Pac-12 Wrestling: Coaching Conundrum Pt. 7
Start writing a post
Sports

Pac-12 Wrestling: Coaching Conundrum Pt. 7

The Oregon State Beavers

134
Pac-12 Wrestling: Coaching Conundrum Pt. 7

(2016 Pac-12 285lbs Champion, 5th-place All-American Amarveer Dhesi)

Heavy is the crown. The 2016 (and 6x) Pac-12 Coach of the Year Jim Zalesky has maintained a standard of conference excellence since he took over the program prior to the 2006-2007 season. Despite the ever-altering, and deepening, Pac-12 field, Jim Zalesky has proven time and time again he’s among the top coaches in the nation, holding the conference team title since 2012.

Redemption

When Jim Zalesky took the helm at Oregon State, the Beavers were chasing lofty goals after Coach Joe Wells, who coached from 1993-2006, retired with a 13-2-1 dual meet record in 2006 alongside a 4th-place conference placement. Zalesky brought with him seven NCAA Top 4 Team trophies from his nine-year tenure as the head coach at the University of Iowa, including three national titles. In his first year, Zalesky showed that he was up to the task of leading Oregon State to prominence. At the 2007 Pac-10 tournament (as it was then called), Oregon State won its first conference title since 1994, coupled with the best NCAA tournament team-finish (26th) since 2001 (18th-place). In the nine subsequent seasons, Jim Zalesky has continued his progress. With ten going on eleven seasons under his belt with Oregon State, Zalesky is the third-longest tenured coach in Beaver history; he’s second all-time for conference titles as the OSU head coach with seven.

Fortifying the Dam

((Now) Associate Head Coach Kevin Roberts, left, and Head Coach Jim Zalesky, seated-right, at the 2016 Pac-12 Championships)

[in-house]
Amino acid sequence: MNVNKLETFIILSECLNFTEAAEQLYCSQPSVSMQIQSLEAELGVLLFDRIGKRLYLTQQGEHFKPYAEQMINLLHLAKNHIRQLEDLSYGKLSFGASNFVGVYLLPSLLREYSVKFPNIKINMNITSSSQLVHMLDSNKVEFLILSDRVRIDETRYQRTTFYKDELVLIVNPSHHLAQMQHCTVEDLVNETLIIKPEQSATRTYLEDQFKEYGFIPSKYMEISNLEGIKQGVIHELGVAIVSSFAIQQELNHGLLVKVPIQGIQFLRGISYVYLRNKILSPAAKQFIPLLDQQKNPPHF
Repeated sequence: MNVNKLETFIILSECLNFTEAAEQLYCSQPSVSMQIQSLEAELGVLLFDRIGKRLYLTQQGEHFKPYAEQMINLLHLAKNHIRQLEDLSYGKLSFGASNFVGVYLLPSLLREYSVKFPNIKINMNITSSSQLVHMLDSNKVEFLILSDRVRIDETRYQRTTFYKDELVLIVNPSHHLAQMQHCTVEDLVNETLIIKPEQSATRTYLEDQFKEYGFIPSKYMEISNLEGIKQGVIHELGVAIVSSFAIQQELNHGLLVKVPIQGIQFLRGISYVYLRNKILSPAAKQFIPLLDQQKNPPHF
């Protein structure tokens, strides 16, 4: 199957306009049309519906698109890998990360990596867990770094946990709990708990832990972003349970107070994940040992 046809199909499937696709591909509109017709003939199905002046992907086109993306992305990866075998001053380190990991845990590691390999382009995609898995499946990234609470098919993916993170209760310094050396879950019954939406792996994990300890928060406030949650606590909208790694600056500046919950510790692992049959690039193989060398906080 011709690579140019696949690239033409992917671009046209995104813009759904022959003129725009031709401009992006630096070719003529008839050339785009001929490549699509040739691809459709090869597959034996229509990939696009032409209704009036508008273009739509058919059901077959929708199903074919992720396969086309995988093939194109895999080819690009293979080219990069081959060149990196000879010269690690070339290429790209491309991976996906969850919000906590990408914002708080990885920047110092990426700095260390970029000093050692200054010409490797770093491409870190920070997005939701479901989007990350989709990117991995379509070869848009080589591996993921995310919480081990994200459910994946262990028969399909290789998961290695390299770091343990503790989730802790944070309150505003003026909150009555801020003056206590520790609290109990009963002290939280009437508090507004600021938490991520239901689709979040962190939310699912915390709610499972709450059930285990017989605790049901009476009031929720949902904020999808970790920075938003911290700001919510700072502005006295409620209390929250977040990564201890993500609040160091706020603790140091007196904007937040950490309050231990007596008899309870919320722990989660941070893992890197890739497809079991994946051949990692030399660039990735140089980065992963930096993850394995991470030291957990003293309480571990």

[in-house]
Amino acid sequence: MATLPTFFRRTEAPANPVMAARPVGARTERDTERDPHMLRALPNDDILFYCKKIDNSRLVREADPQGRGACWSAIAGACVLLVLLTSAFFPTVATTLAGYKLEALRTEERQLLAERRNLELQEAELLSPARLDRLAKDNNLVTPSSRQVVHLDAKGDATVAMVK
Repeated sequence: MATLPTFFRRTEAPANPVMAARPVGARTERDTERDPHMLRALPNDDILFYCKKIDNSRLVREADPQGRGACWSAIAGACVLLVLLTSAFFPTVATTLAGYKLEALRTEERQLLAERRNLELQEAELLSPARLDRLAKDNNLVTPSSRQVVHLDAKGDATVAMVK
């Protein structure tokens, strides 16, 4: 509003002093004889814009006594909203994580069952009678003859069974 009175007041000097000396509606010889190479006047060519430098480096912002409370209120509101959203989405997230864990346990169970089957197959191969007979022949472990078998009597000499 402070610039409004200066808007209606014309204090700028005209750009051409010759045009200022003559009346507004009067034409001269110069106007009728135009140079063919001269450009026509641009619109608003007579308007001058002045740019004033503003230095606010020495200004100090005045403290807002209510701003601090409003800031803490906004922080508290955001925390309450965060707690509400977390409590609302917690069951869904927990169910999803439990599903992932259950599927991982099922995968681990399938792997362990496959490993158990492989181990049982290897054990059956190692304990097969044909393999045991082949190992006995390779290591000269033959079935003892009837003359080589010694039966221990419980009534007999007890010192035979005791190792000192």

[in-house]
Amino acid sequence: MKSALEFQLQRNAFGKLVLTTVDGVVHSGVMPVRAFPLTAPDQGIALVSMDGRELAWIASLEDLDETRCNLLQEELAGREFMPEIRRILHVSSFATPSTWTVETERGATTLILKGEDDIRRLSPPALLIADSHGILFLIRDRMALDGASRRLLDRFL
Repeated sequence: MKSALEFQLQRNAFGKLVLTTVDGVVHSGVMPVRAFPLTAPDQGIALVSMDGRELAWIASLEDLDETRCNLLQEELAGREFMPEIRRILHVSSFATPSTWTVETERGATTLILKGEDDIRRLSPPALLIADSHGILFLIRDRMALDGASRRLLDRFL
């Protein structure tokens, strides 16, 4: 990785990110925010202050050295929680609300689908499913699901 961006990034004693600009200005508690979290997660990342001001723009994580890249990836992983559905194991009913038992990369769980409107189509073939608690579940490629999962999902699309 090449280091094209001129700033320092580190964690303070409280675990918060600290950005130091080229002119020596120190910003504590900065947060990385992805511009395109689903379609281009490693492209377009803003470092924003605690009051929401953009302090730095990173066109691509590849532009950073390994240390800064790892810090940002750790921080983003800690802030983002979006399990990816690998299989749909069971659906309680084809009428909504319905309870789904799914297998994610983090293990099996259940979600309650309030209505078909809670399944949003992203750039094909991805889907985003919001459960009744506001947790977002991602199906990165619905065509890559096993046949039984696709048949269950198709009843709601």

Zalesky and staff have been able to produce at a high-standard, given that OSU has only dipped as low as third in the conference standings once since 2007 (and even then, it was only in 2008, when Stanford out-scored Oregon State by 0.5-pts for second-place). That which eludes OSU is NCAA hardware on both the individual and team levels. Zalesky has earned 10 Beaver All-Americans thus far (among them California-products Colby Covington, Clayton Jack, and Scott Sakaguchi), but has yet to come home from NCAAs with a team-trophy. Indeed, Oregon State has only cracked the NCAA Top 10 twice (2012, 2013) during Zalesky’s tenure. Perhaps both a response to the field and recent results, Zalesky has added to his staff two young assistants to prepare Oregon State for the future.

It must be noted that long-time right-hand man Troy Steiner (who spent a total of ten years with Oregon State, the last four as the associate head coach) departed the OSU program earlier this year in order to take on the challenge as the newest head coach of the returning Fresno State Bulldogs program. You don’t replace a coach like Steiner overnight, but Zalesky has done a good job despite the departure.

Newly-minted Associate Head Coach Kevin Roberts has been with Zalesky in OSU since the beginning, getting the nod with his new position on the staff. The promotion of Roberts has allowed for two young post-grads to enter the fold. The first is 3x All-American Ian Miller, who graduated earlier this year after one of the best careers in Kent State history. Miller was the victim of incompetence at the 2015 NCAAs that cost him a bid to the semi-finals (and as fate would have it, the finals), but still managed to use his high-level, exciting style to All-American. Now on the coaching side of the sport, Miller looks to build his coaching skill under Zalesky in Corvallis as a Volunteer Assistant Coach. He brings utility and talent to the room as a high-quality middleweight training partner as well as a unique technician. Joining Ian Miller is 2014 OSU alum, 2013 Pac-12 Champion and All-American Taylor Meeks. Meeks spent a year with Boise State but returned to his alma mater to become an assistant coach. He looks to help maintain the heavyweight tradition at Oregon State, namely aiding 2016 Pac-12 Champion, All-American Amarveer Dhesi at 285lbs, in addition to Meeks’s old weight-classes of 184 and 197.

All About March

(2012 All-American, 2x Pac-12 Champion Mike Mangrum at 141lbs, top)